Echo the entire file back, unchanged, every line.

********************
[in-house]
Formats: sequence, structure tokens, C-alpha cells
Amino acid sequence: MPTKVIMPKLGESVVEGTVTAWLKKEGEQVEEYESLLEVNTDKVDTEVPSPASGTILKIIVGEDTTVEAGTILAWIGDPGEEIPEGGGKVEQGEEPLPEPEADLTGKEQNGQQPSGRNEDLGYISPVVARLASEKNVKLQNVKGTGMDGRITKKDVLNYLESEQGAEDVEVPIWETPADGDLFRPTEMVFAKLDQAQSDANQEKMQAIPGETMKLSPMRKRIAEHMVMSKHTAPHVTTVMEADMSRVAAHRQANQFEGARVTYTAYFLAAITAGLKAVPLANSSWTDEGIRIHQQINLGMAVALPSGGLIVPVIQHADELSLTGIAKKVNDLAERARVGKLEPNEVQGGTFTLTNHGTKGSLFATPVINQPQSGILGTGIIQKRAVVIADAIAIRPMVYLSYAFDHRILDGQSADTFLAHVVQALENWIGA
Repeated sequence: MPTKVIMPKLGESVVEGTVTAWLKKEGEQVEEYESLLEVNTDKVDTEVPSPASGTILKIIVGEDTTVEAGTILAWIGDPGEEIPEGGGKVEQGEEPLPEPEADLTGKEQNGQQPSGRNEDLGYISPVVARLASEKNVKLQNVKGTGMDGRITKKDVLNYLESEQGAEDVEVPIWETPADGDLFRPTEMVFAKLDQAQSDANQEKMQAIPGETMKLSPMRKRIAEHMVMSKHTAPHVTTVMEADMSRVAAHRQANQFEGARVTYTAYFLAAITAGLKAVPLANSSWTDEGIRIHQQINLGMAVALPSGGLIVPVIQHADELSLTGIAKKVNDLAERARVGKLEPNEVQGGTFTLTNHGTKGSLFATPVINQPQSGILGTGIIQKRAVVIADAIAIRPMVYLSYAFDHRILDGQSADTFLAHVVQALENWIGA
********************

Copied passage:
[in-house]
Formats: sequence, structure tokens, C-alpha cells
Amino acid sequence: MPTKVIMPKLGESVVEGTVTAWLKKEGEQVEEYESLLEVNTDKVDTEVPSPASGTILKIIVGEDTTVEAGTILAWIGDPGEEIPEGGGKVEQGEEPLPEPEADLTGKEQNGQQPSGRNEDLGYISPVVARLASEKNVKLQNVKGTGMDGRITKKDVLNYLESEQGAEDVEVPIWETPADGDLFRPTEMVFAKLDQAQSDANQEKMQAIPGETMKLSPMRKRIAEHMVMSKHTAPHVTTVMEADMSRVAAHRQANQFEGARVTYTAYFLAAITAGLKAVPLANSSWTDEGIRIHQQINLGMAVALPSGGLIVPVIQHADELSLTGIAKKVNDLAERARVGKLEPNEVQGGTFTLTNHGTKGSLFATPVINQPQSGILGTGIIQKRAVVIADAIAIRPMVYLSYAFDHRILDGQSADTFLAHVVQALENWIGA
Repeated sequence: MPTKVIMPKLGESVVEGTVTAWLKKEGEQVEEYESLLEVNTDKVDTEVPSPASGTILKIIVGEDTTVEAGTILAWIGDPGEEIPEGGGKVEQGEEPLPEPEADLTGKEQNGQQPSGRNEDLGYISPVVARLASEKNVKLQNVKGTGMDGRITKKDVLNYLESEQGAEDVEVPIWETPADGDLFRPTEMVFAKLDQAQSDANQEKMQAIPGETMKLSPMRKRIAEHMVMSKHTAPHVTTVMEADMSRVAAHRQANQFEGARVTYTAYFLAAITAGLKAVPLANSSWTDEGIRIHQQINLGMAVALPSGGLIVPVIQHADELSLTGIAKKVNDLAERARVGKLEPNEVQGGTFTLTNHGTKGSLFATPVINQPQSGILGTGIIQKRAVVIADAIAIRPMVYLSYAFDHRILDGQSADTFLAHVVQALENWIGA